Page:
Most nights my neighbor, a middle-aged man in a red hoodie, would stand on his front porch, reaching up every now and then to knock the icicle Christmas lights dangling from the porch roof back and forth. He’d survey the street and usually smoke a cigarette. When he finished, he would fumble for his keys, then open his front door slightly, ducking his head to enter as if the doorframe were too low. If he saw me watching, he’d give me a desultory wave, or I’d lift a hand in his direction. He didn’t go out at night, and he seemed bored or not too bright or, like many Key Westers, pretty incomprehensible—at least, he would have been in any other context. The icicle lights burned all night. 

Sometimes I could hear Glenn Gould playing loudly, and then my neighbor—the drawstrings of his red hoodie tied under his chin—would emerge and stand with a blanket wrapped around him, shivering in his jeans and clogs, looking forlornly down the empty street. If Hoodie had anything much resembling a life, you wouldn’t know it by his chagrined expression and by the way he sagged in the chair on his porch like a shot duck, too heavy-assed to rise, even when he needed to sign for a package: quite a heavy fellow, for someone who smoked dope—I’ve smelled it—and whom I’ve never seen carrying a bag from the grocery store. When, and how, had he put up the Christmas lights?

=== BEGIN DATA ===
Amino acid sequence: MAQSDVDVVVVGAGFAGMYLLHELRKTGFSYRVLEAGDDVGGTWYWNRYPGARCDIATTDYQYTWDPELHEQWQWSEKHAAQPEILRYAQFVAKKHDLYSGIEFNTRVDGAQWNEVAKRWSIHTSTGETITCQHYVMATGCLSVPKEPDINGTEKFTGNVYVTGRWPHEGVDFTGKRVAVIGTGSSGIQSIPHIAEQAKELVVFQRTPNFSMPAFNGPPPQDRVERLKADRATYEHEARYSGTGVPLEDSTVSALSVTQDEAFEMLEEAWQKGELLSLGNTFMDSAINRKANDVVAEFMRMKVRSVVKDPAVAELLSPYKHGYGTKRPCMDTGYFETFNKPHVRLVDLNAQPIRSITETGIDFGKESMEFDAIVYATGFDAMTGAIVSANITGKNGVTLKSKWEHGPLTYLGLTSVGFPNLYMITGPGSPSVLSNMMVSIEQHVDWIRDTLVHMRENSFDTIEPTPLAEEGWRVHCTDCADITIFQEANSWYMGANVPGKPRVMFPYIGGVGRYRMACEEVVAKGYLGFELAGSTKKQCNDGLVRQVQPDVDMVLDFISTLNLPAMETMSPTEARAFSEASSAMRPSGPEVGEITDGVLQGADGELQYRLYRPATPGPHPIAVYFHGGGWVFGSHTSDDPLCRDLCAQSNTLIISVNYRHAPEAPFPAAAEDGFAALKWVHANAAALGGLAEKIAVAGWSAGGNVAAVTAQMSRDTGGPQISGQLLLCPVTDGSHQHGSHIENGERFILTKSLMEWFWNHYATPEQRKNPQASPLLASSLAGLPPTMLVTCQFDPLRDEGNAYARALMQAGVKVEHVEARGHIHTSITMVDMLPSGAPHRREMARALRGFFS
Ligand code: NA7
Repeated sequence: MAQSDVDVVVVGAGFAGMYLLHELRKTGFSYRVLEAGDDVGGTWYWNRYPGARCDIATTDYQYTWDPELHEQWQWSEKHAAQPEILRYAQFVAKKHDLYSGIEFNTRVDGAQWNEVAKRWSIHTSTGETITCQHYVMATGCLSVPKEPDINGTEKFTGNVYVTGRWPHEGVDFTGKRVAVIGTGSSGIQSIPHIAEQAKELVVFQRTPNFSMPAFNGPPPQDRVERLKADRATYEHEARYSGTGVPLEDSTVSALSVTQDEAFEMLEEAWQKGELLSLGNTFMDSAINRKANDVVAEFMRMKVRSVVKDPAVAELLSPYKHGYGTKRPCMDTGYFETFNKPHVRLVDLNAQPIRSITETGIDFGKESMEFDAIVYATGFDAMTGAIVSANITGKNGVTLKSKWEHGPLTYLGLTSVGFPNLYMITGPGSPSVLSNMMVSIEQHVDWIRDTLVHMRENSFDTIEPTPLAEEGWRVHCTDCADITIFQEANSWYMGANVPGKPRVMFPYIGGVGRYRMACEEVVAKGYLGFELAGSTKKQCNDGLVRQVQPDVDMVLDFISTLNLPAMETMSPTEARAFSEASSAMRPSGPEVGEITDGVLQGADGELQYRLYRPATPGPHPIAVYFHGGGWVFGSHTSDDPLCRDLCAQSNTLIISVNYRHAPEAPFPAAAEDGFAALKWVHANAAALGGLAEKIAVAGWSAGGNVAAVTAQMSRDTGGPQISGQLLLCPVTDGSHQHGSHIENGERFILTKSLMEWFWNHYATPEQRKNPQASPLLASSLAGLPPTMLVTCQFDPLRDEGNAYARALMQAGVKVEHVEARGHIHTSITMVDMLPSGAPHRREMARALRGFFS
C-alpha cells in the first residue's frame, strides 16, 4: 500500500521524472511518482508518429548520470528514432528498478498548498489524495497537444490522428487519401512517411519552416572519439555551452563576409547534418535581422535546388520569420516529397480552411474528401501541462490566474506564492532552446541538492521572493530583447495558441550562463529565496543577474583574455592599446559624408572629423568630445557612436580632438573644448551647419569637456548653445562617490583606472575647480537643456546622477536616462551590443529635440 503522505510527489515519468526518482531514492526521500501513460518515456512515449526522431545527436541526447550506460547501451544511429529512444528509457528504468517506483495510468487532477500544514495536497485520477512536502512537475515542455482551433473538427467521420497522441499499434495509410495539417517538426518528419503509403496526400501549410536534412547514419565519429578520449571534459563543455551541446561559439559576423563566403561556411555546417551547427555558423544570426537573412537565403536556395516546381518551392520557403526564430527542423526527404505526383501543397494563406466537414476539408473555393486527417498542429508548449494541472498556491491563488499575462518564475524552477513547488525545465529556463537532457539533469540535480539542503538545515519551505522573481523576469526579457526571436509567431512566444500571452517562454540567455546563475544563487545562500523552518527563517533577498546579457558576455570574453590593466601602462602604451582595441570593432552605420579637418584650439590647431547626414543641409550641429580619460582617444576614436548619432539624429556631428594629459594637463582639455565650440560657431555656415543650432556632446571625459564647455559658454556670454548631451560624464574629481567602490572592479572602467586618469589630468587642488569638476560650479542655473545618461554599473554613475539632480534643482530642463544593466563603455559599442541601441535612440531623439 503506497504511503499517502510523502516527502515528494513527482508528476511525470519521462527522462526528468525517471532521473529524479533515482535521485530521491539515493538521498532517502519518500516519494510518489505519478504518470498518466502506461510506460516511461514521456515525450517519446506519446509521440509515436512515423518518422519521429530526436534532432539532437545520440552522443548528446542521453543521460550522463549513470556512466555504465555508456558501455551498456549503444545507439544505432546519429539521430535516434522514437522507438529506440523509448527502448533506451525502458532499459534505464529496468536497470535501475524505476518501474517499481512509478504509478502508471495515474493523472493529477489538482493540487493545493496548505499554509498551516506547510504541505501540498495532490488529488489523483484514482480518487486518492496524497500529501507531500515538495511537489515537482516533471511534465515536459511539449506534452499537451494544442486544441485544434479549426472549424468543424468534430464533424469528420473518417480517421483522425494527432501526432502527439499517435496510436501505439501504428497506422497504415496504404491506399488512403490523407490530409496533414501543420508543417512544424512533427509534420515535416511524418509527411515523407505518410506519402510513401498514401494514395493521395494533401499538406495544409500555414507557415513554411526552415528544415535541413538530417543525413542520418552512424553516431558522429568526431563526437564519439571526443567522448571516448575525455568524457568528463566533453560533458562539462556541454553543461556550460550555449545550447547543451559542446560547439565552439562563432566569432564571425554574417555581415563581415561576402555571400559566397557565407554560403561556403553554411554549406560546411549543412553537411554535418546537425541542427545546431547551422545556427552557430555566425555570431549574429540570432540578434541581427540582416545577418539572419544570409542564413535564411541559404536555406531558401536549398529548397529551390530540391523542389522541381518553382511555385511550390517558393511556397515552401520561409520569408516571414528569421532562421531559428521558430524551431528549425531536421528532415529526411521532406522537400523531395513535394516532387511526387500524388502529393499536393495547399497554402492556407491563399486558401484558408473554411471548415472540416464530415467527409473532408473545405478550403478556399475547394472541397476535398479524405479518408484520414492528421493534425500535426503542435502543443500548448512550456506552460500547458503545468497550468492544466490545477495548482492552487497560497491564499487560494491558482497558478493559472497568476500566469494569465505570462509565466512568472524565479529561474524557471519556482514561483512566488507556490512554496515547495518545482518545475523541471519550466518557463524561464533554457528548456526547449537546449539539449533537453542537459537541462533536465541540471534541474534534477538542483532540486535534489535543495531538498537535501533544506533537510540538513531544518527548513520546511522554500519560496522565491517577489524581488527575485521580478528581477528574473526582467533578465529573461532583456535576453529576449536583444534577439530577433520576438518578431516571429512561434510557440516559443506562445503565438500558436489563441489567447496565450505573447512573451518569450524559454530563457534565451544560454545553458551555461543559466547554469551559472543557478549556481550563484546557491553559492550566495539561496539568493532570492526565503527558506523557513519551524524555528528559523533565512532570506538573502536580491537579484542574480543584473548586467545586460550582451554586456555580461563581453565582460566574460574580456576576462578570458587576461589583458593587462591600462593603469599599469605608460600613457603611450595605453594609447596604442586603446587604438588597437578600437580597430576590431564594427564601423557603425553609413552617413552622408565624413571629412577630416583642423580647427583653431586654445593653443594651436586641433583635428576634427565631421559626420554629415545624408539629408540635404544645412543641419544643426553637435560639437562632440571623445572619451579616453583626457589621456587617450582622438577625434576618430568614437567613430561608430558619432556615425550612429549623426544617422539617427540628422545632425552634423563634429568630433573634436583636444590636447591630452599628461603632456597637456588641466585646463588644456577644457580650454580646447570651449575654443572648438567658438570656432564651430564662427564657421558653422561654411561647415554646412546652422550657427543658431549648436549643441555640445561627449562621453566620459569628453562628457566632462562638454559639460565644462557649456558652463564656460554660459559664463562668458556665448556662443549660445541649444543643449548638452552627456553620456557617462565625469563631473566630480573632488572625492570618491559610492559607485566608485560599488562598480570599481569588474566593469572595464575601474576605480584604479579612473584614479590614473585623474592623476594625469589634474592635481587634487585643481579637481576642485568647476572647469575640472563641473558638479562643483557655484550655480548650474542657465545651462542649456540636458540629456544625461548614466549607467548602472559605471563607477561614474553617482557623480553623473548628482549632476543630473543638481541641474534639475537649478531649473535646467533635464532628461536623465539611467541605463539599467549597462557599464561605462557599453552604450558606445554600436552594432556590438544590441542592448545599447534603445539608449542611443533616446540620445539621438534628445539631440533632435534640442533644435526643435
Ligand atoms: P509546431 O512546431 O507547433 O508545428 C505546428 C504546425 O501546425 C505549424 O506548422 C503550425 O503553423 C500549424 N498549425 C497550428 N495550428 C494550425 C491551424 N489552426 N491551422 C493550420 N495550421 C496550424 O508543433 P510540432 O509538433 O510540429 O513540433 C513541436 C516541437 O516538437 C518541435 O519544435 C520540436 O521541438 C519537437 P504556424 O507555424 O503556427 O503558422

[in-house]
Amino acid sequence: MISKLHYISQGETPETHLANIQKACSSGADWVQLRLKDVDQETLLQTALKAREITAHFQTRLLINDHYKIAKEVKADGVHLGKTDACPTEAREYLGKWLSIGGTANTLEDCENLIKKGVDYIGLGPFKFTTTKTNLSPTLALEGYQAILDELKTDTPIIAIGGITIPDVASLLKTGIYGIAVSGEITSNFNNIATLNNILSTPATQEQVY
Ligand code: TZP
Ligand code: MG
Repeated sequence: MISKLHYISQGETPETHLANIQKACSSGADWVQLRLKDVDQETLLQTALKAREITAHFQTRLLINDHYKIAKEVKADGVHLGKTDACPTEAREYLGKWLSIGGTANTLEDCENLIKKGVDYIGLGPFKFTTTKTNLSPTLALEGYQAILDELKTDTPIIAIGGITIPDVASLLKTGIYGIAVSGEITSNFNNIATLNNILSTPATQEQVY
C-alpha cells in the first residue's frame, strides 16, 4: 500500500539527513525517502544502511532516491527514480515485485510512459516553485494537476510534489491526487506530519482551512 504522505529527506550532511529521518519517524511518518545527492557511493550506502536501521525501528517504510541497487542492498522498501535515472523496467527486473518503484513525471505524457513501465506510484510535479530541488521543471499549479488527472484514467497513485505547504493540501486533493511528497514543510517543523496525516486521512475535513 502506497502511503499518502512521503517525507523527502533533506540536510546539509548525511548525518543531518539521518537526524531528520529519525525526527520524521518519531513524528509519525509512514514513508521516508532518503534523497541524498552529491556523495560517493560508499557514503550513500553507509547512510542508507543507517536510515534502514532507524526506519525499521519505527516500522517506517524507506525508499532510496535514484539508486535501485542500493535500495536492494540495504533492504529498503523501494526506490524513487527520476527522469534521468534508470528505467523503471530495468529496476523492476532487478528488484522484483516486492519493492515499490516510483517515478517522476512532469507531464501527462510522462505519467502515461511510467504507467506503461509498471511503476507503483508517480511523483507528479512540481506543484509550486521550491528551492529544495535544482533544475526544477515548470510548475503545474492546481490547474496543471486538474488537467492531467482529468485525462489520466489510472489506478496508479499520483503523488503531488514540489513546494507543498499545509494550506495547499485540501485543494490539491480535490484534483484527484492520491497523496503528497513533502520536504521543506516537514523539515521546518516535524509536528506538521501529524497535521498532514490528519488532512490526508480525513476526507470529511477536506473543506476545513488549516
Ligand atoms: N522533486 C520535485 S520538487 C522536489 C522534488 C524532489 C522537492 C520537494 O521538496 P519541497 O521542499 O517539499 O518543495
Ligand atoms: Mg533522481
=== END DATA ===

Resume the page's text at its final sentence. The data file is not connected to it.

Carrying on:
Hoodie—on the night in January we became better acquainted—silently greeted me as we stood across the street on our porches: “two citizens of planet Earth,” as my late husband used to say. What does Hoodie do all day? I’m in my sixties, so if anyone wonders about me—which I doubt—I’m sure they assume I creak and groan and sprout chin hairs. My own son, Roland, appears once or twice a year for a brief visit, then returns to Miami. He’s never invited me to visit wherever he lives. He’s never even given me an address. If Roland knows that Christmas has come and gone, he’s given no indication. My best guess about Hoodie? He sleeps late (many in Key West do), then does errands (which occupy everyone, always, until the second you pitch over dead)—errands that, in his case, might include a certain number of doctor visits, given his weight. I assume he has a hobby, as well, because of the number of boxes delivered to the house. I’ve been asked many times by the UPS or the FedEx driver to sign in his absence. One recent rainy afternoon I’d taken in two boxes, and walked across the street with them later that day. The shippers had names like OxyLoxy, in Newtville, TN, and StarLady in Winches, NH. The boxes were heavy, though not so heavy they might contain OxyLoxy or StarLady themselves. They often smelled nice (though sometimes they smelled of smoke) and were more or less the same size. Once, when a box was shipped through the U.S. mail, I’d paid the postage due of thirty-four cents, for which Hoodie had thanked me profusely.